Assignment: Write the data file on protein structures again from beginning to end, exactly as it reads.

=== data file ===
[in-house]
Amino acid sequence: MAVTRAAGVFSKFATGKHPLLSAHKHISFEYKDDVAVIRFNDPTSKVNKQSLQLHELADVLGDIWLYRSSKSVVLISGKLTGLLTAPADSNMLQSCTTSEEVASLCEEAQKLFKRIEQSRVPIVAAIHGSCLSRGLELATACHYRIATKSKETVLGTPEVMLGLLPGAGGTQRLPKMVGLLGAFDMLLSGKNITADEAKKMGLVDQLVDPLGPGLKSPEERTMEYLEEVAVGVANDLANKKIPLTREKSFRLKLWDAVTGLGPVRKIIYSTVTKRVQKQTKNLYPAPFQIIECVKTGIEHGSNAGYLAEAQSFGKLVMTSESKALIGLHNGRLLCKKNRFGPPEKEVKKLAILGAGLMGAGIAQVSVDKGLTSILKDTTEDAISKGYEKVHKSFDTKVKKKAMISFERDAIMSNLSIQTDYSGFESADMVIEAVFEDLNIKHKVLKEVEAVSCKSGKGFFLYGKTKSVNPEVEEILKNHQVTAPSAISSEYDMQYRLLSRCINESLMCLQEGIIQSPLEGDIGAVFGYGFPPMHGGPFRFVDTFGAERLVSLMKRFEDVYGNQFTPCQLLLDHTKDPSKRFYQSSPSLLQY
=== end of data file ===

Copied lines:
[in-house]
Amino acid sequence: MAVTRAAGVFSKFATGKHPLLSAHKHISFEYKDDVAVIRFNDPTSKVNKQSLQLHELADVLGDIWLYRSSKSVVLISGKLTGLLTAPADSNMLQSCTTSEEVASLCEEAQKLFKRIEQSRVPIVAAIHGSCLSRGLELATACHYRIATKSKETVLGTPEVMLGLLPGAGGTQRLPKMVGLLGAFDMLLSGKNITADEAKKMGLVDQLVDPLGPGLKSPEERTMEYLEEVAVGVANDLANKKIPLTREKSFRLKLWDAVTGLGPVRKIIYSTVTKRVQKQTKNLYPAPFQIIECVKTGIEHGSNAGYLAEAQSFGKLVMTSESKALIGLHNGRLLCKKNRFGPPEKEVKKLAILGAGLMGAGIAQVSVDKGLTSILKDTTEDAISKGYEKVHKSFDTKVKKKAMISFERDAIMSNLSIQTDYSGFESADMVIEAVFEDLNIKHKVLKEVEAVSCKSGKGFFLYGKTKSVNPEVEEILKNHQVTAPSAISSEYDMQYRLLSRCINESLMCLQEGIIQSPLEGDIGAVFGYGFPPMHGGPFRFVDTFGAERLVSLMKRFEDVYGNQFTPCQLLLDHTKDPSKRFYQSSPSLLQY